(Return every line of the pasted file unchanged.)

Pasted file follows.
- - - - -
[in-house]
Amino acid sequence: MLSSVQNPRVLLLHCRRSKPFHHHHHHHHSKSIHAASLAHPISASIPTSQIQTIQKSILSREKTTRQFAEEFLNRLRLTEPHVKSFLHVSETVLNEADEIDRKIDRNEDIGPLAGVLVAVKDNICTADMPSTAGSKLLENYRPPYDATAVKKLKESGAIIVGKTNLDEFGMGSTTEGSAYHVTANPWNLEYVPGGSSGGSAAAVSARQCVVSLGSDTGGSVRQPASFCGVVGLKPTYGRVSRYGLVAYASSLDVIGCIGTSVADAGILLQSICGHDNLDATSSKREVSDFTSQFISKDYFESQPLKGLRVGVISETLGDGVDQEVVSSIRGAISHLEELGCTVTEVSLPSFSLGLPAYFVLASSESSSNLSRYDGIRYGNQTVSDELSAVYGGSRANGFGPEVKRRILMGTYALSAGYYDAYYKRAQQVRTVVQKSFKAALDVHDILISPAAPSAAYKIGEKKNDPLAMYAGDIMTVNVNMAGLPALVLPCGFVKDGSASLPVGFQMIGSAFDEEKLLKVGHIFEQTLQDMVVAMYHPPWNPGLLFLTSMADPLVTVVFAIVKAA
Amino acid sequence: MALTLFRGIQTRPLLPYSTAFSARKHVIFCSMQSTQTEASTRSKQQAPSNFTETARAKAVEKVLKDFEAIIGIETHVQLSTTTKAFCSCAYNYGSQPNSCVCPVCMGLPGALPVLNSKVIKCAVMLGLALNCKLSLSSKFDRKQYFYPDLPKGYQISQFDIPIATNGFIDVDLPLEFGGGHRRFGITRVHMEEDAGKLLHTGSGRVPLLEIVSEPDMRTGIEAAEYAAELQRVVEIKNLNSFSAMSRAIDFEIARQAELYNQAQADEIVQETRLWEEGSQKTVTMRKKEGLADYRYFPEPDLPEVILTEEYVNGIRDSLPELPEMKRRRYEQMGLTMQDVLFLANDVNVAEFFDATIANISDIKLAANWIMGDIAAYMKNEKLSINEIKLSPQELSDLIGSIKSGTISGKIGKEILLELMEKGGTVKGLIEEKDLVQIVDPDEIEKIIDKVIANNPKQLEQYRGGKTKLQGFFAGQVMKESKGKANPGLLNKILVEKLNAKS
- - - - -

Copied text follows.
[in-house]
Amino acid sequence: MLSSVQNPRVLLLHCRRSKPFHHHHHHHHSKSIHAASLAHPISASIPTSQIQTIQKSILSREKTTRQFAEEFLNRLRLTEPHVKSFLHVSETVLNEADEIDRKIDRNEDIGPLAGVLVAVKDNICTADMPSTAGSKLLENYRPPYDATAVKKLKESGAIIVGKTNLDEFGMGSTTEGSAYHVTANPWNLEYVPGGSSGGSAAAVSARQCVVSLGSDTGGSVRQPASFCGVVGLKPTYGRVSRYGLVAYASSLDVIGCIGTSVADAGILLQSICGHDNLDATSSKREVSDFTSQFISKDYFESQPLKGLRVGVISETLGDGVDQEVVSSIRGAISHLEELGCTVTEVSLPSFSLGLPAYFVLASSESSSNLSRYDGIRYGNQTVSDELSAVYGGSRANGFGPEVKRRILMGTYALSAGYYDAYYKRAQQVRTVVQKSFKAALDVHDILISPAAPSAAYKIGEKKNDPLAMYAGDIMTVNVNMAGLPALVLPCGFVKDGSASLPVGFQMIGSAFDEEKLLKVGHIFEQTLQDMVVAMYHPPWNPGLLFLTSMADPLVTVVFAIVKAA
Amino acid sequence: MALTLFRGIQTRPLLPYSTAFSARKHVIFCSMQSTQTEASTRSKQQAPSNFTETARAKAVEKVLKDFEAIIGIETHVQLSTTTKAFCSCAYNYGSQPNSCVCPVCMGLPGALPVLNSKVIKCAVMLGLALNCKLSLSSKFDRKQYFYPDLPKGYQISQFDIPIATNGFIDVDLPLEFGGGHRRFGITRVHMEEDAGKLLHTGSGRVPLLEIVSEPDMRTGIEAAEYAAELQRVVEIKNLNSFSAMSRAIDFEIARQAELYNQAQADEIVQETRLWEEGSQKTVTMRKKEGLADYRYFPEPDLPEVILTEEYVNGIRDSLPELPEMKRRRYEQMGLTMQDVLFLANDVNVAEFFDATIANISDIKLAANWIMGDIAAYMKNEKLSINEIKLSPQELSDLIGSIKSGTISGKIGKEILLELMEKGGTVKGLIEEKDLVQIVDPDEIEKIIDKVIANNPKQLEQYRGGKTKLQGFFAGQVMKESKGKANPGLLNKILVEKLNAKS